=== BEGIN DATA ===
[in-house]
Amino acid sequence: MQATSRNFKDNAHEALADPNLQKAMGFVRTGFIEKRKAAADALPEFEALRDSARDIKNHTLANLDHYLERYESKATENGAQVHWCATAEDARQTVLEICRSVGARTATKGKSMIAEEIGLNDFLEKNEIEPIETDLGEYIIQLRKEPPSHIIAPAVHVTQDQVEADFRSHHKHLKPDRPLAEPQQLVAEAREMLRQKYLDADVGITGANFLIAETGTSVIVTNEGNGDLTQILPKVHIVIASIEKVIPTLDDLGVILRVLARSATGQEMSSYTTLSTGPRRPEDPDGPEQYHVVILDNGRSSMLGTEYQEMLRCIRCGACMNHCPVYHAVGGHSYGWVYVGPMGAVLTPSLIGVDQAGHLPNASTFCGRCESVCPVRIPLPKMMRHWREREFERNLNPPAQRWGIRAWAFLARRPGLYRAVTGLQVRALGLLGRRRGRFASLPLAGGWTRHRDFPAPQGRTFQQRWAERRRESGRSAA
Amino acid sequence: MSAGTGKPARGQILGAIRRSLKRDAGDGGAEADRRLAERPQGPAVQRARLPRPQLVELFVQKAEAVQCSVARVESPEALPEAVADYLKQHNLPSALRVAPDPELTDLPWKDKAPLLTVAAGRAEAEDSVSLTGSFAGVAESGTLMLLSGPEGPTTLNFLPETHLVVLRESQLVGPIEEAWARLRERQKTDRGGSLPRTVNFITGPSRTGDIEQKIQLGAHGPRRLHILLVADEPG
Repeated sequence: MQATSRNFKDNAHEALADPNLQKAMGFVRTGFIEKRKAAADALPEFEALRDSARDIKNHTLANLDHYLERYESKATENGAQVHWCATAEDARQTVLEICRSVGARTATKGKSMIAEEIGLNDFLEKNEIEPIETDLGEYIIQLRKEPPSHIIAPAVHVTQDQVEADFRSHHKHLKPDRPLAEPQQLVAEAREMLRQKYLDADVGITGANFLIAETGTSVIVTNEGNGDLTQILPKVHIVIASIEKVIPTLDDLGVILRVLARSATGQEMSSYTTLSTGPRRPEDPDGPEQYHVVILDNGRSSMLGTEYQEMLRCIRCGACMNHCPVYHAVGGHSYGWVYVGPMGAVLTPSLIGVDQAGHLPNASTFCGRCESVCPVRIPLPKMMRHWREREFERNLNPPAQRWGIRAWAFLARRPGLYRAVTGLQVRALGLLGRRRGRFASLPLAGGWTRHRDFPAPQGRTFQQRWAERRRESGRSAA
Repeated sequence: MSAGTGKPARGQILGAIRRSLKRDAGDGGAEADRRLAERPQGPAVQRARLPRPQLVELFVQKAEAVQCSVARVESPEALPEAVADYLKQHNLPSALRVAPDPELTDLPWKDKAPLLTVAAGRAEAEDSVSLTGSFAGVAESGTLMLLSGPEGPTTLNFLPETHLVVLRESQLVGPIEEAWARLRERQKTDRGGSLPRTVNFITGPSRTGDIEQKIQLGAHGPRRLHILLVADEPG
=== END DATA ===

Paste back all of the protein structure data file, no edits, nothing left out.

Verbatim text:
[in-house]
Amino acid sequence: MQATSRNFKDNAHEALADPNLQKAMGFVRTGFIEKRKAAADALPEFEALRDSARDIKNHTLANLDHYLERYESKATENGAQVHWCATAEDARQTVLEICRSVGARTATKGKSMIAEEIGLNDFLEKNEIEPIETDLGEYIIQLRKEPPSHIIAPAVHVTQDQVEADFRSHHKHLKPDRPLAEPQQLVAEAREMLRQKYLDADVGITGANFLIAETGTSVIVTNEGNGDLTQILPKVHIVIASIEKVIPTLDDLGVILRVLARSATGQEMSSYTTLSTGPRRPEDPDGPEQYHVVILDNGRSSMLGTEYQEMLRCIRCGACMNHCPVYHAVGGHSYGWVYVGPMGAVLTPSLIGVDQAGHLPNASTFCGRCESVCPVRIPLPKMMRHWREREFERNLNPPAQRWGIRAWAFLARRPGLYRAVTGLQVRALGLLGRRRGRFASLPLAGGWTRHRDFPAPQGRTFQQRWAERRRESGRSAA
Amino acid sequence: MSAGTGKPARGQILGAIRRSLKRDAGDGGAEADRRLAERPQGPAVQRARLPRPQLVELFVQKAEAVQCSVARVESPEALPEAVADYLKQHNLPSALRVAPDPELTDLPWKDKAPLLTVAAGRAEAEDSVSLTGSFAGVAESGTLMLLSGPEGPTTLNFLPETHLVVLRESQLVGPIEEAWARLRERQKTDRGGSLPRTVNFITGPSRTGDIEQKIQLGAHGPRRLHILLVADEPG
Repeated sequence: MQATSRNFKDNAHEALADPNLQKAMGFVRTGFIEKRKAAADALPEFEALRDSARDIKNHTLANLDHYLERYESKATENGAQVHWCATAEDARQTVLEICRSVGARTATKGKSMIAEEIGLNDFLEKNEIEPIETDLGEYIIQLRKEPPSHIIAPAVHVTQDQVEADFRSHHKHLKPDRPLAEPQQLVAEAREMLRQKYLDADVGITGANFLIAETGTSVIVTNEGNGDLTQILPKVHIVIASIEKVIPTLDDLGVILRVLARSATGQEMSSYTTLSTGPRRPEDPDGPEQYHVVILDNGRSSMLGTEYQEMLRCIRCGACMNHCPVYHAVGGHSYGWVYVGPMGAVLTPSLIGVDQAGHLPNASTFCGRCESVCPVRIPLPKMMRHWREREFERNLNPPAQRWGIRAWAFLARRPGLYRAVTGLQVRALGLLGRRRGRFASLPLAGGWTRHRDFPAPQGRTFQQRWAERRRESGRSAA
Repeated sequence: MSAGTGKPARGQILGAIRRSLKRDAGDGGAEADRRLAERPQGPAVQRARLPRPQLVELFVQKAEAVQCSVARVESPEALPEAVADYLKQHNLPSALRVAPDPELTDLPWKDKAPLLTVAAGRAEAEDSVSLTGSFAGVAESGTLMLLSGPEGPTTLNFLPETHLVVLRESQLVGPIEEAWARLRERQKTDRGGSLPRTVNFITGPSRTGDIEQKIQLGAHGPRRLHILLVADEPG